The reaction mixture of XO activity assay contains 1 ml 0.05 M Tris-HCl, pH 7.6 requiring 2 mM xanthine, 0.5 mM NBT and the xanthine oxidase solution. The reaction mixture was incubated for 5 minutes at 37 ◦C, centrifuged at 2000 rpm for 2 minutes and the absorbance was measured at 575 nm. To calculate XO units, a control reaction was done with 0.02 unit commercially available bovine milk xanthine oxidase 15.
Activity staining of xanthine oxidase was carried out by submerging the gels in 50 mM Tris-HCl, pH 7.6, 0.5 mM xanthine, 0.25 mM nitroblue tetrazolium and 630 mM TEMED. Staining of the gels was continued till the activity bands appear on the gels 16.
All of the procedures were performed at 4˚ C. 10 gm of sheep liver were minced and homogenized with 0.02 M Tris-HCI buffer, pH 7.6, containing 0.1 mM EDTA on ice and mixed with one volume of n-butanol. The mixture was kept at -20˚C overnight and centrifuged at 12000 x g for 30 min at 4˚C. The aqueous phase containing the enzyme activity was saved and designated n-butanol fraction. One volume prechilled acetone was added to the n-butanol fraction. The pellet was collected after centrifugation at 12000 x g for 30 min at 4˚C, washed three times with acetone and dried under vacuum. The acetone powder was dissolved in 0.02 M Tris-HCI buffer, pH 7.6, containing 0.1 mM EDTA and designated acetone fraction 17.
The acetone fraction was applied on DEAE-cellulose column (6 x 2.4 cm i.d.) equilibrated with 0.02 M Tris-HCI buffer, pH 7.6, containing 0.1 mM EDTA. The protein fractions were eluted with stepwise NaCl gradient ranging from 0 to 1 M prepared in the equilibration buffer at a flow rate of 60 ml / hour. 5 ml fractions were collected and the fractions containing XO activity were pooled and concentrated by lyophilization.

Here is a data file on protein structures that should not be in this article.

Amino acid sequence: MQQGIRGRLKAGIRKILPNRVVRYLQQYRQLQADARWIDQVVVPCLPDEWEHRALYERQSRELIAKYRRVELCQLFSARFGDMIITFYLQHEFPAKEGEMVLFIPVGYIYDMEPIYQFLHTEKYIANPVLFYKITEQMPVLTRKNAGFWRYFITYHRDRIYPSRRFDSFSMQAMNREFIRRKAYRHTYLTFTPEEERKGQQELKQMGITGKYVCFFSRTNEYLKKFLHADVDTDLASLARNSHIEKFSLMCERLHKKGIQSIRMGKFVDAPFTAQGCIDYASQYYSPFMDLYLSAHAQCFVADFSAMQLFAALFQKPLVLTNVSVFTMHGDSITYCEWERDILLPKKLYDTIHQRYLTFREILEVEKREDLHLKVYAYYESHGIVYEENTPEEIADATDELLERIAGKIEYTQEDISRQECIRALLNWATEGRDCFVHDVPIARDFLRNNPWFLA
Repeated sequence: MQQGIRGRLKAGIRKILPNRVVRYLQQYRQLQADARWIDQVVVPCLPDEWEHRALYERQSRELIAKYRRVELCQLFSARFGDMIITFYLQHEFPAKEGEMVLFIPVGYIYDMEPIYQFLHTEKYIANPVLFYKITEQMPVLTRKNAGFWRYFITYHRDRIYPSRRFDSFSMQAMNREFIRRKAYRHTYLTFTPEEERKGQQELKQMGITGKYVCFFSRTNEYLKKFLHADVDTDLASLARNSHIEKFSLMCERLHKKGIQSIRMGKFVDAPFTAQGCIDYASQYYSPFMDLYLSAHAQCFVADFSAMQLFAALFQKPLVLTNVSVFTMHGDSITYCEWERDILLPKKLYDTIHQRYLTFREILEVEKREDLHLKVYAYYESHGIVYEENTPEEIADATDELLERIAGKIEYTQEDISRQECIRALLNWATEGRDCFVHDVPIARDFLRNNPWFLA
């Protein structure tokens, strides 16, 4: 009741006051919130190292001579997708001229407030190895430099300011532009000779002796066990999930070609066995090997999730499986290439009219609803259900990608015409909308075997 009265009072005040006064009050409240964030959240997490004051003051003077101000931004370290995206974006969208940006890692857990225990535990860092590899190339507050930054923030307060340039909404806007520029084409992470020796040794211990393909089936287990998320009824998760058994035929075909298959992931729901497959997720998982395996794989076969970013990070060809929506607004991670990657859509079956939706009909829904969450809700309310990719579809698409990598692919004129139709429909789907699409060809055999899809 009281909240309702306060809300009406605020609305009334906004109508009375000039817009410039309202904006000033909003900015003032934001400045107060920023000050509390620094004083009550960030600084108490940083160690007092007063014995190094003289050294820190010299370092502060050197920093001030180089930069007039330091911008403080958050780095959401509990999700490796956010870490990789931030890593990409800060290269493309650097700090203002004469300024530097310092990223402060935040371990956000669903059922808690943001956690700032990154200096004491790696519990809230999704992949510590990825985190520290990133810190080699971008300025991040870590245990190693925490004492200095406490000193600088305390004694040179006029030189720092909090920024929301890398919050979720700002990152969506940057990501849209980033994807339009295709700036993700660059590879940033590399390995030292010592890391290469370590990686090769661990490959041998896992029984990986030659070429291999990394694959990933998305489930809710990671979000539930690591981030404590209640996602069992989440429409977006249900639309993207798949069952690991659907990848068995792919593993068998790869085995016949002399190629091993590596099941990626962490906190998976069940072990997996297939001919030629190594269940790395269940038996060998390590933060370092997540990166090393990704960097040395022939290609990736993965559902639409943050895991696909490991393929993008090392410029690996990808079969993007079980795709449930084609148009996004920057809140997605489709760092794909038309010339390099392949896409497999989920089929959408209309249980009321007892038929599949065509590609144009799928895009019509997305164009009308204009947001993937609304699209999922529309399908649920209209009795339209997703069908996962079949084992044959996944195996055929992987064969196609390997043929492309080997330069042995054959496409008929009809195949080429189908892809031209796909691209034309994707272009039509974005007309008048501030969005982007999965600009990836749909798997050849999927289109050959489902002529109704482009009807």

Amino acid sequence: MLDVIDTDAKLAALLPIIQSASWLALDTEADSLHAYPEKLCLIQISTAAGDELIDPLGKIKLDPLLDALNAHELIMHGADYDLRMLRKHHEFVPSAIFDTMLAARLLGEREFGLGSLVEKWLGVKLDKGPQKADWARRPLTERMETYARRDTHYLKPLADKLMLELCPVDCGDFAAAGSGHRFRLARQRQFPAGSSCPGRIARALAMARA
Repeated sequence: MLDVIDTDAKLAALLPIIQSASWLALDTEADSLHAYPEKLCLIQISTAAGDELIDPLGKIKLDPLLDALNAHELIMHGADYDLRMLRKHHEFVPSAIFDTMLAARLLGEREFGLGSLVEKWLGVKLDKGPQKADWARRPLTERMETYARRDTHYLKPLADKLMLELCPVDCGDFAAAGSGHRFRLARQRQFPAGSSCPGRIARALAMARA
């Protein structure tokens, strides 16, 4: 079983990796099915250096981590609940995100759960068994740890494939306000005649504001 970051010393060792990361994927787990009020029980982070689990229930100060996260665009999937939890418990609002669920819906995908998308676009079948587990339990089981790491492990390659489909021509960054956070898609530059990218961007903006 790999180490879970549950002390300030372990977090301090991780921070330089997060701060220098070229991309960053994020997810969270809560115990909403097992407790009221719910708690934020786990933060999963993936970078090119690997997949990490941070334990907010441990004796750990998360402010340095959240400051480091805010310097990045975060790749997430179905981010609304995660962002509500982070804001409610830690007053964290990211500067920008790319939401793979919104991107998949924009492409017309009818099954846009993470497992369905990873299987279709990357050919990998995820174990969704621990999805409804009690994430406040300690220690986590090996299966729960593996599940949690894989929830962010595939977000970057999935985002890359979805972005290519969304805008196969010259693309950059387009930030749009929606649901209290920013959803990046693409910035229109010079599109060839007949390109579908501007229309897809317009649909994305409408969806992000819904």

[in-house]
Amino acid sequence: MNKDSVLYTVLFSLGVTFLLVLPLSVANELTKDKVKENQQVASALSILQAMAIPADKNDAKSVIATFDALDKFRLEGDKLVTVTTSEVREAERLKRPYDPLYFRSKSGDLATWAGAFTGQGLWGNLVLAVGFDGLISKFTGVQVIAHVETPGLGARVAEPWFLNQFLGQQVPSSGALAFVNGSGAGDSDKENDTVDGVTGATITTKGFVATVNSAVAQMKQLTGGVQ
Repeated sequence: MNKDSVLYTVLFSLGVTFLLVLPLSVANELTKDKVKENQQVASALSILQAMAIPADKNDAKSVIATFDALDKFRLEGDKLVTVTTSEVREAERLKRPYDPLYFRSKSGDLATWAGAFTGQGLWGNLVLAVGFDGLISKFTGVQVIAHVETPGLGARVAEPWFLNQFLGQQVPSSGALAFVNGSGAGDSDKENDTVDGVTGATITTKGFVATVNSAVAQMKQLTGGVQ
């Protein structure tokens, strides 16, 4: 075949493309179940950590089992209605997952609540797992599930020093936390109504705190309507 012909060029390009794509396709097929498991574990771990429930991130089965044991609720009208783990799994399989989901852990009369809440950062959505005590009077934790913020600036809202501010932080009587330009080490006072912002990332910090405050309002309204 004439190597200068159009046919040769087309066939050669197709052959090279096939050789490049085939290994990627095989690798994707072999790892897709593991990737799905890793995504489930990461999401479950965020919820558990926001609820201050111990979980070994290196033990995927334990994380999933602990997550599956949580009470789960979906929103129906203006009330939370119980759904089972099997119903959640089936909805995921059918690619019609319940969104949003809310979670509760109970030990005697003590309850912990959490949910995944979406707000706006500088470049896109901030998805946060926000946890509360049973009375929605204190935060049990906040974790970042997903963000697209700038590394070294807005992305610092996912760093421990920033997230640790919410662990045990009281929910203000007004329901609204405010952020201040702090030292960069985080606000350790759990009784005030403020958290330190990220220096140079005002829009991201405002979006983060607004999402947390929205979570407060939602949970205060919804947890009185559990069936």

The concentrated DEAE –cellulose fractions containing XO activity were applied to a Sephacryl S-300 column (142 cm X 1.75 cm i.d.). The column was equilibrated and run with 0.02 M Tris-HCI buffer, pH 7.6, containing 0.1 mM EDTA at a flow rate of 30 ml / hour and 2 ml fractions were collected.
Native gel electrophoresis was carried out with 7% PAGE 18. SDS-PAGE was performed with 12% polyacrylamide gel 19. The subunit molecular weight of the purified XO was determined by SDS-PAGE 20. Electrofocusing was performed and the isoelectric point (pI) value was calculated from a calibration curve 21, 22. Coomassie brilliant blue R-250 was used to stain the proteins.
Protein content was determined by the dye (Coomassie Brilliant Blue G-250) binding assay method using BSA as a standard protein 23.
Xanthine oxidase was a commercially important enzyme with wide area of applications 24, 25. Sheep liver XO was purified using a purification scheme consisting of the following steps, mixing crude extract with n-butanol, acetone precipitation, anion-exchange chromatography on DEAE-cellulose column and gel filtration chromatography on Sephacryl S-300 column. The method is relatively short and involves only two chromatographic steps that seem to be simple and convenient method. Different purification methods of XO were reported as that of rat liver XO 26, 27 and buffalo milk XO 28. The elution profile of DEAE-cellulose column (Figure 1a) indicated one peak containing XO activity that XO was eluted as single peak at 0.05M NaCl and designated sheep liver xanthine oxidase (SLXO) Figure 1b). After chromatography on the Sephacryl S-300 column, SLXO was purified 31.8-fold with a specific activity of 3.5 units / mg protein and 24.1% recovery (Table 1). Buffalo milk xanthine oxidase; 10.66 unit/mg 28, bovine milk xanthine oxidase; 1.086 unit/mg 24, 0.3 unit/mg 29 and 15.8 unit/mg 30, human liver xanthine oxidase; 0.00061 unit/mg 31, and 0.036 unit/mg 32, buffalo liver xanthine oxidase; 7.2 unit/mg 33, rat liver xanthine oxidase; 14 unit/mg 27 and Arthrobacter M3 was 8.6 unit/mg 13.Table 1. A typical purification scheme of the sheep liver xanthine oxidase (SLXO):
|Purification steps||Total protein (mg)||Total Activity (unit)||Specific Activity||Yield (%)||Fold Purification|